Source: US Census, American Community Survey, Commuting Characteristics.
Surveys of people’s mobility revealed that the automobile accounts for the large majority of commuting trips in the United States, around 75%. In contrast, public transit only accounted for a long-term average of 5% of commuting trips, which can be perceived as marginal. The modal distribution of commuting in the United States is showing remarkable stability with no significant changes in a period of about 25 years. The most significant change is within the usage of the automobile as carpool, which has experienced a slight decline to the advantage of driving alone. This obviously reflects higher levels of car ownership.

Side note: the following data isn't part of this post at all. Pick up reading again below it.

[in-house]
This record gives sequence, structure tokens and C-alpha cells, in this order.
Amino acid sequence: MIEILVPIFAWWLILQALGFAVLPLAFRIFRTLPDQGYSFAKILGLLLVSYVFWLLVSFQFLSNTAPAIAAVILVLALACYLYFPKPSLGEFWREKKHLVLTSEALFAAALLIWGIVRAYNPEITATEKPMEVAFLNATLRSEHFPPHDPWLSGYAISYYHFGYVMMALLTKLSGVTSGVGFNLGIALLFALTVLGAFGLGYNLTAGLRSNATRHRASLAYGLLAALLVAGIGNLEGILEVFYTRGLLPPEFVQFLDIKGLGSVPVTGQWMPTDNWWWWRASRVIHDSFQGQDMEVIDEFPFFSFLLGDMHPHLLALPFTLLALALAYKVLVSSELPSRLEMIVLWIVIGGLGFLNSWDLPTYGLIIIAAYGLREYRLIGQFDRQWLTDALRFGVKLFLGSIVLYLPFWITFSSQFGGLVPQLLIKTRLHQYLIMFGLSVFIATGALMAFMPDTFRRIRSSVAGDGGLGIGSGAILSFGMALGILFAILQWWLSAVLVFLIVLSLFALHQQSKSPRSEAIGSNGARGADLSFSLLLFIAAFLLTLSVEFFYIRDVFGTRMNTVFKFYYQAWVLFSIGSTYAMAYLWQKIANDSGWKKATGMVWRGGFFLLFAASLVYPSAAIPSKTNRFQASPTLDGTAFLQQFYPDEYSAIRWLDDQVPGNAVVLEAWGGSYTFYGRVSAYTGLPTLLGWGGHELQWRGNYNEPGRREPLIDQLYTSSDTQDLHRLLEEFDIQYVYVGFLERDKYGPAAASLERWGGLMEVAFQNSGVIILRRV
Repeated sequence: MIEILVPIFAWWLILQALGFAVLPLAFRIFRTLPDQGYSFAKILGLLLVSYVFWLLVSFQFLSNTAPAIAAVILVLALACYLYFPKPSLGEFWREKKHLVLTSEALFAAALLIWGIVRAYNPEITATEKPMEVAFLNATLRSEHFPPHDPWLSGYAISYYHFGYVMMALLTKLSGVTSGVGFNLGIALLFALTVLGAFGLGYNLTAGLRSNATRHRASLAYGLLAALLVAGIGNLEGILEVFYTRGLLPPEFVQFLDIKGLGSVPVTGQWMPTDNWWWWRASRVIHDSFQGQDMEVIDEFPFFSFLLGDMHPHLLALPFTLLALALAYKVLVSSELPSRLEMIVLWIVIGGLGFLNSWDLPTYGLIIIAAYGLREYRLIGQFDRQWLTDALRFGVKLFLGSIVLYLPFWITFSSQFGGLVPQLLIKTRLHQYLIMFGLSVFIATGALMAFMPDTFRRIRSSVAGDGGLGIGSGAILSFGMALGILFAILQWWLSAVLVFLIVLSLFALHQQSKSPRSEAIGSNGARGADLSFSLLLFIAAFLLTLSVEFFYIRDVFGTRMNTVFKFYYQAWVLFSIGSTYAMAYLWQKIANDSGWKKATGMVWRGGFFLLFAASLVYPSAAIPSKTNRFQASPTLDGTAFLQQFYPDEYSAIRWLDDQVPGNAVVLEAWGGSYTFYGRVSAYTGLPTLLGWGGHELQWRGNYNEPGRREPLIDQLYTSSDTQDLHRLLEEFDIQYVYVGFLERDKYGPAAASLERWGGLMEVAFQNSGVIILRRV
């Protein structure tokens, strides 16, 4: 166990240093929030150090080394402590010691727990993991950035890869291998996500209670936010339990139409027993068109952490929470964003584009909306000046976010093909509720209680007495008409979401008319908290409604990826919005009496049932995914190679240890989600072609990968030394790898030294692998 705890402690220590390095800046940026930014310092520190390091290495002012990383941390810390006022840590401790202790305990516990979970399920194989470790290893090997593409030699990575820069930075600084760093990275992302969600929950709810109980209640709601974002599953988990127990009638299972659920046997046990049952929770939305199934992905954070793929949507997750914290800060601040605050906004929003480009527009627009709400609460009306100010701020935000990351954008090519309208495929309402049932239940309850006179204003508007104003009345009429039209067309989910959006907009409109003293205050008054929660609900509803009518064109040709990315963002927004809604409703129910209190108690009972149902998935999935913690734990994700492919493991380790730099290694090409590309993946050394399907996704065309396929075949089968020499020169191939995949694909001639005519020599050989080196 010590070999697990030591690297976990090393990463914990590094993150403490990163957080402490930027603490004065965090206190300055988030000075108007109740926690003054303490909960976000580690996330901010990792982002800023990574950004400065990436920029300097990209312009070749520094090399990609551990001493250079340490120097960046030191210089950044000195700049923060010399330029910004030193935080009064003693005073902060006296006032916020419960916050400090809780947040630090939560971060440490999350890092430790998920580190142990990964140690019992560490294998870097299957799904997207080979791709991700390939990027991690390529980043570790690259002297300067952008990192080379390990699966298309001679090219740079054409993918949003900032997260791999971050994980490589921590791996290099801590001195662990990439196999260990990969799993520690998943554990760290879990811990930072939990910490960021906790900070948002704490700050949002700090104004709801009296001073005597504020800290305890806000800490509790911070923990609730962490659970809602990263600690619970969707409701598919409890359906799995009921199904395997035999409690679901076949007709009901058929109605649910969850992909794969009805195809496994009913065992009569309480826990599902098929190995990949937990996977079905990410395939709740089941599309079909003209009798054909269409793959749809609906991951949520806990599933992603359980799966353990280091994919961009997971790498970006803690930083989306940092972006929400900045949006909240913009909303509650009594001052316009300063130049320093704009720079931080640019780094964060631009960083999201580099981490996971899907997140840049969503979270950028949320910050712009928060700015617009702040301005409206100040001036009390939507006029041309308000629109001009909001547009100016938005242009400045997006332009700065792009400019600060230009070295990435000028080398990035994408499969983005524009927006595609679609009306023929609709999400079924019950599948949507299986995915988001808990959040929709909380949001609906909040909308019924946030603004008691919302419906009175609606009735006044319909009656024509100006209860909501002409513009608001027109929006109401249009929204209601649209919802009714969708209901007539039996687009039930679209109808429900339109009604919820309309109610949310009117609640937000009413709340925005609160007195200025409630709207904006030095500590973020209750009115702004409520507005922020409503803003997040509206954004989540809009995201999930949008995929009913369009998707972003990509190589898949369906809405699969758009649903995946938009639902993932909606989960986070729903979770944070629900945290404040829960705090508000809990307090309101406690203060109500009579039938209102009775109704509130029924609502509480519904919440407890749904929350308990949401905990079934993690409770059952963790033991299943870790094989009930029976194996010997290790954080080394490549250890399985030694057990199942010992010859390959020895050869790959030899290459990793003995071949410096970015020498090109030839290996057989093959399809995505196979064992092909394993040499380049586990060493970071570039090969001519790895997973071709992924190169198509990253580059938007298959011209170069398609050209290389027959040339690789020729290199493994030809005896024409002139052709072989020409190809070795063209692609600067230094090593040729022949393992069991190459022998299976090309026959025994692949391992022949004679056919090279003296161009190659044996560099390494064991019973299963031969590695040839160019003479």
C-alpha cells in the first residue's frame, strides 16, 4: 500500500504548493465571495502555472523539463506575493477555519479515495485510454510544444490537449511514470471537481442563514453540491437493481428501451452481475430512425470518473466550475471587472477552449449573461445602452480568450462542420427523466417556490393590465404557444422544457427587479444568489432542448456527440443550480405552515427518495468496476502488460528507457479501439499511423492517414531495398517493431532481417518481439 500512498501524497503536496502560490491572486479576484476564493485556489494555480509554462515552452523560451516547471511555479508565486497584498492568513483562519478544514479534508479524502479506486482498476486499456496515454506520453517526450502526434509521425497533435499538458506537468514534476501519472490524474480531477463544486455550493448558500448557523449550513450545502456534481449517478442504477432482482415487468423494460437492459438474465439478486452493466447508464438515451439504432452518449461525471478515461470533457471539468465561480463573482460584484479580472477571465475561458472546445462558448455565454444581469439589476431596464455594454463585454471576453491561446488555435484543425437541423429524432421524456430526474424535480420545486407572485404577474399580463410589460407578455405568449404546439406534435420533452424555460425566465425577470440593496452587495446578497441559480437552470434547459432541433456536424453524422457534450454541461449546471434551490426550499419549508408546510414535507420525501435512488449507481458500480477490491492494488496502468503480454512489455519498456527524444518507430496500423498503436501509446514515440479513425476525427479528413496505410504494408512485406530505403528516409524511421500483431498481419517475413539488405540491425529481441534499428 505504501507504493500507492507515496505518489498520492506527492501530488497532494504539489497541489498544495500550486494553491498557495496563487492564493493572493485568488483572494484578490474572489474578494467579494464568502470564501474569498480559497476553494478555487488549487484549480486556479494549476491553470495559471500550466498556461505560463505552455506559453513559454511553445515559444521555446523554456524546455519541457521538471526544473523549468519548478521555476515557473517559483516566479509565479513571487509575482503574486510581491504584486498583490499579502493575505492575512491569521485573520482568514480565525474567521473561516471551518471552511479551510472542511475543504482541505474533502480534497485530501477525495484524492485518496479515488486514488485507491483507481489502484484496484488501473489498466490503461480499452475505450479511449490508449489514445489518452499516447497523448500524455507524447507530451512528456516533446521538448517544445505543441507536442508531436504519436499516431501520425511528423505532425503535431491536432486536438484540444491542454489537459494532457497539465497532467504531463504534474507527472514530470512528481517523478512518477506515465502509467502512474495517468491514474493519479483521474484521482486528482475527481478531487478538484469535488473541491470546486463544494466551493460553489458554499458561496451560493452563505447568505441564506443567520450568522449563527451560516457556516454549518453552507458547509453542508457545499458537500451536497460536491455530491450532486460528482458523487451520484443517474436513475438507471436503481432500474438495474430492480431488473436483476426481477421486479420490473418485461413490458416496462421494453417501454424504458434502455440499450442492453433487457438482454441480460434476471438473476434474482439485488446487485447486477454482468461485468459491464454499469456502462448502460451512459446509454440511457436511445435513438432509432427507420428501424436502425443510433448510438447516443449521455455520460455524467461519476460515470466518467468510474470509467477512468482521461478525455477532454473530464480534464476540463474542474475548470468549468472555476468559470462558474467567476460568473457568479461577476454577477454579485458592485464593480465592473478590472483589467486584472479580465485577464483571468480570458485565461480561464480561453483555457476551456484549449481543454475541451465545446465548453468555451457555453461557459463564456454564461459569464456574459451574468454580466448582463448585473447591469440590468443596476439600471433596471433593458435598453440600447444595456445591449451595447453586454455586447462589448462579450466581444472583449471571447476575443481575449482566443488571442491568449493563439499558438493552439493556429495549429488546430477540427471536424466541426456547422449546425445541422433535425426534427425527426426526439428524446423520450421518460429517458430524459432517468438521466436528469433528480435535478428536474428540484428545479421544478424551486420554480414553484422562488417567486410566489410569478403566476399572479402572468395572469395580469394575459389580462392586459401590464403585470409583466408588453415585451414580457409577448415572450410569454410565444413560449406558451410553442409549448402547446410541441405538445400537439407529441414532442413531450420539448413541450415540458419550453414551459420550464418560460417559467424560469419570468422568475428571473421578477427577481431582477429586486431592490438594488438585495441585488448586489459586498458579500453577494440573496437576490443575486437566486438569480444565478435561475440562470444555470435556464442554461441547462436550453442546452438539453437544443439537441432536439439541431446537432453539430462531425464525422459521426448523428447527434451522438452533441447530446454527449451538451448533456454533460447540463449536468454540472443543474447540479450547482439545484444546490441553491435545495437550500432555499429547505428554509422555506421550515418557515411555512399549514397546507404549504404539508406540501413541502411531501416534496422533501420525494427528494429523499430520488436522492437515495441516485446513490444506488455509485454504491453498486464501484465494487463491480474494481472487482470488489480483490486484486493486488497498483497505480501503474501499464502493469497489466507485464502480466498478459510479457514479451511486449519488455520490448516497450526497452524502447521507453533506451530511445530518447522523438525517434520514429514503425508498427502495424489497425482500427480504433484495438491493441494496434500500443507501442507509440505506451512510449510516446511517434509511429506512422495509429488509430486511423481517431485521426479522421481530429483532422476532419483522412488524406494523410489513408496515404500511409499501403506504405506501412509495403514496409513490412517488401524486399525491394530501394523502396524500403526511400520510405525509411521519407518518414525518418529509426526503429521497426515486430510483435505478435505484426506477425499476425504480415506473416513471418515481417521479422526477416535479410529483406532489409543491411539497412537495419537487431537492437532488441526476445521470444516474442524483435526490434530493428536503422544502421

The Covid-19 pandemic represented a paradigm shift in mobility, with a substantial increase in the share of work-from-home (trip substitution) associated with lockdowns and adaptation of segments of the service sector, particularly education and management. Mass transit and carpooling experience a substantial decline, particularly because of epidemiological concerns. It is expected that commuting patterns to resume back to their historical trend with likely a higher share of work-from-home substituted trips.